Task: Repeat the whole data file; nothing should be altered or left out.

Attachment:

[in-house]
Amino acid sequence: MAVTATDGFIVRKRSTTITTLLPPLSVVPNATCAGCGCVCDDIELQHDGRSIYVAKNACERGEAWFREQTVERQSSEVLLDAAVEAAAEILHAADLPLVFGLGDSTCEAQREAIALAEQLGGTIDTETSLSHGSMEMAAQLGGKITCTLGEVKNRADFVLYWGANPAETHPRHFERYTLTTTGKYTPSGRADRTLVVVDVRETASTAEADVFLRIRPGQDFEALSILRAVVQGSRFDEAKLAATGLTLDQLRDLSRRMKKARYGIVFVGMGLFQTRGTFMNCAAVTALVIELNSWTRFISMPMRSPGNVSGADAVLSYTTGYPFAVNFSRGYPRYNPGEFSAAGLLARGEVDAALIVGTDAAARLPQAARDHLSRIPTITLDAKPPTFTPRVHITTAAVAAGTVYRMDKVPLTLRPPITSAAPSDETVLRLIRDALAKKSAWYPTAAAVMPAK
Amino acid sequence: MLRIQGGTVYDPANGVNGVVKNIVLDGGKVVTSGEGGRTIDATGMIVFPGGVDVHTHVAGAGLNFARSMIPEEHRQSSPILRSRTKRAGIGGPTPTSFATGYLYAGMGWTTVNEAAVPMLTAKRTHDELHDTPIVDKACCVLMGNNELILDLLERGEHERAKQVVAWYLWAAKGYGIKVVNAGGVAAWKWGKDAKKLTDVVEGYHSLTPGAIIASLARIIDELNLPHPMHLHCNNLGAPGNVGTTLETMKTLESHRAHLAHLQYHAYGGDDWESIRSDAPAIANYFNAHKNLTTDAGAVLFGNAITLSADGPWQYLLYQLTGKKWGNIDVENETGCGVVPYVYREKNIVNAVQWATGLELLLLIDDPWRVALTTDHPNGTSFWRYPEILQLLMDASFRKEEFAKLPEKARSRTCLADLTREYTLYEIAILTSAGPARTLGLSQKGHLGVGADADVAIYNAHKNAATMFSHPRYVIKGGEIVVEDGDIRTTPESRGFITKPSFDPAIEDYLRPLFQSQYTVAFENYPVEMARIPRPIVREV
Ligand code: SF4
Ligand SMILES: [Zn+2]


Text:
[in-house]
Amino acid sequence: MAVTATDGFIVRKRSTTITTLLPPLSVVPNATCAGCGCVCDDIELQHDGRSIYVAKNACERGEAWFREQTVERQSSEVLLDAAVEAAAEILHAADLPLVFGLGDSTCEAQREAIALAEQLGGTIDTETSLSHGSMEMAAQLGGKITCTLGEVKNRADFVLYWGANPAETHPRHFERYTLTTTGKYTPSGRADRTLVVVDVRETASTAEADVFLRIRPGQDFEALSILRAVVQGSRFDEAKLAATGLTLDQLRDLSRRMKKARYGIVFVGMGLFQTRGTFMNCAAVTALVIELNSWTRFISMPMRSPGNVSGADAVLSYTTGYPFAVNFSRGYPRYNPGEFSAAGLLARGEVDAALIVGTDAAARLPQAARDHLSRIPTITLDAKPPTFTPRVHITTAAVAAGTVYRMDKVPLTLRPPITSAAPSDETVLRLIRDALAKKSAWYPTAAAVMPAK
Amino acid sequence: MLRIQGGTVYDPANGVNGVVKNIVLDGGKVVTSGEGGRTIDATGMIVFPGGVDVHTHVAGAGLNFARSMIPEEHRQSSPILRSRTKRAGIGGPTPTSFATGYLYAGMGWTTVNEAAVPMLTAKRTHDELHDTPIVDKACCVLMGNNELILDLLERGEHERAKQVVAWYLWAAKGYGIKVVNAGGVAAWKWGKDAKKLTDVVEGYHSLTPGAIIASLARIIDELNLPHPMHLHCNNLGAPGNVGTTLETMKTLESHRAHLAHLQYHAYGGDDWESIRSDAPAIANYFNAHKNLTTDAGAVLFGNAITLSADGPWQYLLYQLTGKKWGNIDVENETGCGVVPYVYREKNIVNAVQWATGLELLLLIDDPWRVALTTDHPNGTSFWRYPEILQLLMDASFRKEEFAKLPEKARSRTCLADLTREYTLYEIAILTSAGPARTLGLSQKGHLGVGADADVAIYNAHKNAATMFSHPRYVIKGGEIVVEDGDIRTTPESRGFITKPSFDPAIEDYLRPLFQSQYTVAFENYPVEMARIPRPIVREV
Ligand code: SF4
Ligand SMILES: [Zn+2]